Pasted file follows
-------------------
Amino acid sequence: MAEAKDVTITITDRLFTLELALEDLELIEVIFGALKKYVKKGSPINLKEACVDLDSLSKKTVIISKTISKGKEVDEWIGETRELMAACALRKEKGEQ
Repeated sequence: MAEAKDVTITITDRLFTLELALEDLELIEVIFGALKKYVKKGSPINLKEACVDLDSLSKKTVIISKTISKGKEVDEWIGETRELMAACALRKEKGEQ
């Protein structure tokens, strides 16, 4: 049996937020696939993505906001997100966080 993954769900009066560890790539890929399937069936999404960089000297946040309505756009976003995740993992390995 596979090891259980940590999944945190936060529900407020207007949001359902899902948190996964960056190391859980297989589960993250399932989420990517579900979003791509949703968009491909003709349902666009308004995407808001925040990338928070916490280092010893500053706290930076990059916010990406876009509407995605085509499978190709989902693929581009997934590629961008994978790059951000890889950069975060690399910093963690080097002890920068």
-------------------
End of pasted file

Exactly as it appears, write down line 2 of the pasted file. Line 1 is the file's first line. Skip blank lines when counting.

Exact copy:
Repeated sequence: MAEAKDVTITITDRLFTLELALEDLELIEVIFGALKKYVKKGSPINLKEACVDLDSLSKKTVIISKTISKGKEVDEWIGETRELMAACALRKEKGEQ